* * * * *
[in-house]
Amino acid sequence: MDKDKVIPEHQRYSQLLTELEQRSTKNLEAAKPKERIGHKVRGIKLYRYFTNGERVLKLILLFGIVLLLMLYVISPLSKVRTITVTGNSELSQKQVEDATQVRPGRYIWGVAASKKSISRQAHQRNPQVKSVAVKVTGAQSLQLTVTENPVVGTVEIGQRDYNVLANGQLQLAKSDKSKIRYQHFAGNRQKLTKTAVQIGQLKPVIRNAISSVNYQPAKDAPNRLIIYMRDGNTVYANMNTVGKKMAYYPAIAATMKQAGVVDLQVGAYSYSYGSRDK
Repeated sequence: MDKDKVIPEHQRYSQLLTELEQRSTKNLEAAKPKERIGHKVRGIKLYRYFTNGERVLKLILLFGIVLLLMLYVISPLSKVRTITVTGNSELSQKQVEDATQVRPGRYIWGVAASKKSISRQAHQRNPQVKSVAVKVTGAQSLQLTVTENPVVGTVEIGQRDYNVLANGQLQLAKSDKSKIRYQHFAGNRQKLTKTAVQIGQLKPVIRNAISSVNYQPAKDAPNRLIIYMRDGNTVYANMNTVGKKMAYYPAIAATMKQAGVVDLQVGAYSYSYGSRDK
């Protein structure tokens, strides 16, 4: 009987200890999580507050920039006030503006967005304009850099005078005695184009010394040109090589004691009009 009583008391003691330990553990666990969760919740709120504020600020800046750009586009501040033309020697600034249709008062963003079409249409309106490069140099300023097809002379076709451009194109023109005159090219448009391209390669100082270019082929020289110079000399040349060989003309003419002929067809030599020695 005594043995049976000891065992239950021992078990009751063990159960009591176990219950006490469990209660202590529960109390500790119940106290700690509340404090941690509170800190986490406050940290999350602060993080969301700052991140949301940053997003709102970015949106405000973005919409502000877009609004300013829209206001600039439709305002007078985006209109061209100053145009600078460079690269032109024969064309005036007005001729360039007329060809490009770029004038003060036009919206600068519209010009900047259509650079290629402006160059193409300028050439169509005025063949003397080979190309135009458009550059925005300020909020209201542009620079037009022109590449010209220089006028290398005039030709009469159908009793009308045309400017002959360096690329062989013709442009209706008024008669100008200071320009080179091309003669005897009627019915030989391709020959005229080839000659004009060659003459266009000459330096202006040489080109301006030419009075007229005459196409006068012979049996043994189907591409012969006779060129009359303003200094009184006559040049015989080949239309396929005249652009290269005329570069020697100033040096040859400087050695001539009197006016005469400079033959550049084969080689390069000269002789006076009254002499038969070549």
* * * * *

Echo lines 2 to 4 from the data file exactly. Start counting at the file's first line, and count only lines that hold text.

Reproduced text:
Amino acid sequence: MDKDKVIPEHQRYSQLLTELEQRSTKNLEAAKPKERIGHKVRGIKLYRYFTNGERVLKLILLFGIVLLLMLYVISPLSKVRTITVTGNSELSQKQVEDATQVRPGRYIWGVAASKKSISRQAHQRNPQVKSVAVKVTGAQSLQLTVTENPVVGTVEIGQRDYNVLANGQLQLAKSDKSKIRYQHFAGNRQKLTKTAVQIGQLKPVIRNAISSVNYQPAKDAPNRLIIYMRDGNTVYANMNTVGKKMAYYPAIAATMKQAGVVDLQVGAYSYSYGSRDK
Repeated sequence: MDKDKVIPEHQRYSQLLTELEQRSTKNLEAAKPKERIGHKVRGIKLYRYFTNGERVLKLILLFGIVLLLMLYVISPLSKVRTITVTGNSELSQKQVEDATQVRPGRYIWGVAASKKSISRQAHQRNPQVKSVAVKVTGAQSLQLTVTENPVVGTVEIGQRDYNVLANGQLQLAKSDKSKIRYQHFAGNRQKLTKTAVQIGQLKPVIRNAISSVNYQPAKDAPNRLIIYMRDGNTVYANMNTVGKKMAYYPAIAATMKQAGVVDLQVGAYSYSYGSRDK
């Protein structure tokens, strides 16, 4: 009987200890999580507050920039006030503006967005304009850099005078005695184009010394040109090589004691009009 009583008391003691330990553990666990969760919740709120504020600020800046750009586009501040033309020697600034249709008062963003079409249409309106490069140099300023097809002379076709451009194109023109005159090219448009391209390669100082270019082929020289110079000399040349060989003309003419002929067809030599020695 005594043995049976000891065992239950021992078990009751063990159960009591176990219950006490469990209660202590529960109390500790119940106290700690509340404090941690509170800190986490406050940290999350602060993080969301700052991140949301940053997003709102970015949106405000973005919409502000877009609004300013829209206001600039439709305002007078985006209109061209100053145009600078460079690269032109024969064309005036007005001729360039007329060809490009770029004038003060036009919206600068519209010009900047259509650079290629402006160059193409300028050439169509005025063949003397080979190309135009458009550059925005300020909020209201542009620079037009022109590449010209220089006028290398005039030709009469159908009793009308045309400017002959360096690329062989013709442009209706008024008669100008200071320009080179091309003669005897009627019915030989391709020959005229080839000659004009060659003459266009000459330096202006040489080109301006030419009075007229005459196409006068012979049996043994189907591409012969006779060129009359303003200094009184006559040049015989080949239309396929005249652009290269005329570069020697100033040096040859400087050695001539009197006016005469400079033959550049084969080689390069000269002789006076009254002499038969070549």